OPINION FILED JANUARY 26, 1976.
FIRE KING OIL CO. ET AL., APPELLANTS,
THE INDUSTRIAL COMMISSION ET AL. (THOMAS A. BANAS, APPELLEE.)
Appeal from the Circuit Court of Cook County; the Hon. Arthur
L. Dunne, Judge, presiding.
MR. JUSTICE CREBS DELIVERED THE OPINION OF THE COURT:
This is an appeal from an award of compensation made pursuant to the Workmen's Compensation Act (Ill. Rev. Stat. 1973, ch. 48, par. 138.1 et seq.).
The claimant, Thomas A. Banas, was employed by the respondent as the manager of a gasoline station. On November 8, 1972, the claimant and a co-employee were working at the station when two employees of a security company arrived to collect the station's cash receipts. While the claimant was counting the money in the station, his co-employee revealed a handgun to the other two men and began a conversation about the gun. As the claimant turned toward the men the gun discharged, and the bullet struck the claimant in his right knee. It is undisputed that the claimant's injury resulted from an accident.
An arbitrator awarded certain compensation to the claimant. That award was subsequently affirmed by the Industrial Commission and by the circuit court of Cook County.
The respondent contends in this appeal that an accidental shooting of an employee by a co-employee is not a compensable injury pursuant to the Workmen's Compensation Act. To be compensable under the Act, the injury must "arise out of" and be "in the course of" the employment. (Ill. Rev. Stat. 1973, ch. 48, par. 138.2.) The phrases "arise out of" and "in the course of" are used conjunctively, thus requiring the existence of both elements to make the Workmen's Compensation Act applicable. The phrase "in the course of" relates to the time, place and circumstances of the injury, while the phrase "arising out of" refers to the requisite causal connection between the injury and the employment. (Technical Tape Corp. v. Industrial Com., 58 Ill.2d 226.) The injury in the case at bar clearly occurred in the course of the claimant's employment. It is undisputed that the claimant was performing his duties for the respondent on the respondent's premises when the accident occurred.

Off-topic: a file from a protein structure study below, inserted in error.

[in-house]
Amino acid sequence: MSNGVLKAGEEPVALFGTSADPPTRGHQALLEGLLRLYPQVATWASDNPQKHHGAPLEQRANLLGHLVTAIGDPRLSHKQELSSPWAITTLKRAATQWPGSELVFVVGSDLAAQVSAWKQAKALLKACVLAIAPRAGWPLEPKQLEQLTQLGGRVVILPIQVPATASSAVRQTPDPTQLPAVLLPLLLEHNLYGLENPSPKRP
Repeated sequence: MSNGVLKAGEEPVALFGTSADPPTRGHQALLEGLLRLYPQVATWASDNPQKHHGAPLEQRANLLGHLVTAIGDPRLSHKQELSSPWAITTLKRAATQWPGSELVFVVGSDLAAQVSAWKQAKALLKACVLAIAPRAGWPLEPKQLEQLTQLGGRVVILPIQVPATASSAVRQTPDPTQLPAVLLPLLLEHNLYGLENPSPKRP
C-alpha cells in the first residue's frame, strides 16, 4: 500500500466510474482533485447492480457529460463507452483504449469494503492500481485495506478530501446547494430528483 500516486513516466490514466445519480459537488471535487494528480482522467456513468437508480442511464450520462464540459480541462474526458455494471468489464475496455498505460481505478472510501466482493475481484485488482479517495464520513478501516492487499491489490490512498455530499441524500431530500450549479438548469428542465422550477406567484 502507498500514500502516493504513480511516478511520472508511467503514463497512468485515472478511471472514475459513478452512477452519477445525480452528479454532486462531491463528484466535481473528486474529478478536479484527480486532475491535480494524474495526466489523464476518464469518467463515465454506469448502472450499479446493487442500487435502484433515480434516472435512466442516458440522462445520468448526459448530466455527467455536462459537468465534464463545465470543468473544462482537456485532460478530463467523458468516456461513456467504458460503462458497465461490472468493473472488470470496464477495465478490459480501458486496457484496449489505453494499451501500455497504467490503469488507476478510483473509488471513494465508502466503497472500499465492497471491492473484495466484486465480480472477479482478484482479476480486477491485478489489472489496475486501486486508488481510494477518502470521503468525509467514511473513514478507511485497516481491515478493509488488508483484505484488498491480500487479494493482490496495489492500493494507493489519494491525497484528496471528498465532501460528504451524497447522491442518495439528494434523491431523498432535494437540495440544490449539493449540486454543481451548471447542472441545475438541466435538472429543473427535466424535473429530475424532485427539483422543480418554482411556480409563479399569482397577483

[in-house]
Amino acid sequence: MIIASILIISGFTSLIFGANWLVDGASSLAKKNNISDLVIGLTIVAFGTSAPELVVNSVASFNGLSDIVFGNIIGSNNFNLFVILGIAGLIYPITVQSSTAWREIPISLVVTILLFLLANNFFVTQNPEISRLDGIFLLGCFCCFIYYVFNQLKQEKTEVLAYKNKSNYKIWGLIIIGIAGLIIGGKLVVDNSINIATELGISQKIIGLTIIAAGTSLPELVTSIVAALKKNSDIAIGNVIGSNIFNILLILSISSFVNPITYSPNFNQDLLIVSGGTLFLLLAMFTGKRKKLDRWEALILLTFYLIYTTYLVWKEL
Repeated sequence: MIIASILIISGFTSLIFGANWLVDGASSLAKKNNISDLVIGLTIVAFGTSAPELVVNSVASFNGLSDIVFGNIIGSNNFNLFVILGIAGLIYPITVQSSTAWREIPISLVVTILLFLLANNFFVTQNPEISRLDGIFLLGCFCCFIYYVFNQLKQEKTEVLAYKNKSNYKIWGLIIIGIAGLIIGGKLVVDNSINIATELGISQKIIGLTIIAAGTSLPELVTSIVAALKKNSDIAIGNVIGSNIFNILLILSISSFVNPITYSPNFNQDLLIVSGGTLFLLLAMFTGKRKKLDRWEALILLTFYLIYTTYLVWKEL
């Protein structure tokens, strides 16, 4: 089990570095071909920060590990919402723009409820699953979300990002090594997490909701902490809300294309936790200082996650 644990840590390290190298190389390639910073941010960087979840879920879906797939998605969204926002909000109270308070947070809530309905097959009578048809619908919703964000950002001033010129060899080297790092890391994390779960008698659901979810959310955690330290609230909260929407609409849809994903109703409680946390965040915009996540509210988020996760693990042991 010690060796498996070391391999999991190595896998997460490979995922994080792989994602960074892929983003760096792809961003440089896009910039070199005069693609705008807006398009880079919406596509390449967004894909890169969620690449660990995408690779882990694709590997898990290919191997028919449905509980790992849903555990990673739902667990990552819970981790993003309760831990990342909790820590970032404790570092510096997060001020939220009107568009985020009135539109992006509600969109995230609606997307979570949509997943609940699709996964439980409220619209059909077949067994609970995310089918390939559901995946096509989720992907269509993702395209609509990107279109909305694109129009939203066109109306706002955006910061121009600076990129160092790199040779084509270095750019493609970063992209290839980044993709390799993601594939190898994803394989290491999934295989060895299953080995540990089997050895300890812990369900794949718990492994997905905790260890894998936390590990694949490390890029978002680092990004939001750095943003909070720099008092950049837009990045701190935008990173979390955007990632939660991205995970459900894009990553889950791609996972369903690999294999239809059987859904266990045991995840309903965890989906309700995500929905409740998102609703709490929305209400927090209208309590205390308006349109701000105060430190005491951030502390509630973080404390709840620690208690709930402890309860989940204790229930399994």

A somewhat more difficult question is whether the Industrial Commission was justified in finding that the injury "arose out of" the claimant's employment. For an injury to arise out of one's employment the injury must have an origin in some risk connected with or incidental to the employment so that there is a causal connection between the employment and the accidental injury. (Union Starch v. Industrial Com., 56 Ill.2d 272.) The respondent argues that the origin of the claimant's injury was a risk that some person would accidentally discharge a gun and thereby cause an injury. The respondent further argues that that risk cannot be said to be incidental to the claimant's employment. In light of the remedial nature of the Workmen's Compensation Act, however, we believe that the respondent's narrow interpretation of the risk faced by the claimant must be rejected. The use of Brinks armored car service here, combined with the fact that robberies of service stations have become common, form a basis from which the Industrial Commission could properly find that the co-employee was motivated to have a gun on the premises because of the conditions of the employment. This being the case, it follows that the risk of being accidentally shot is also incident to the employment.
For the foregoing reasons, the judgment of the circuit court of Cook County is affirmed.
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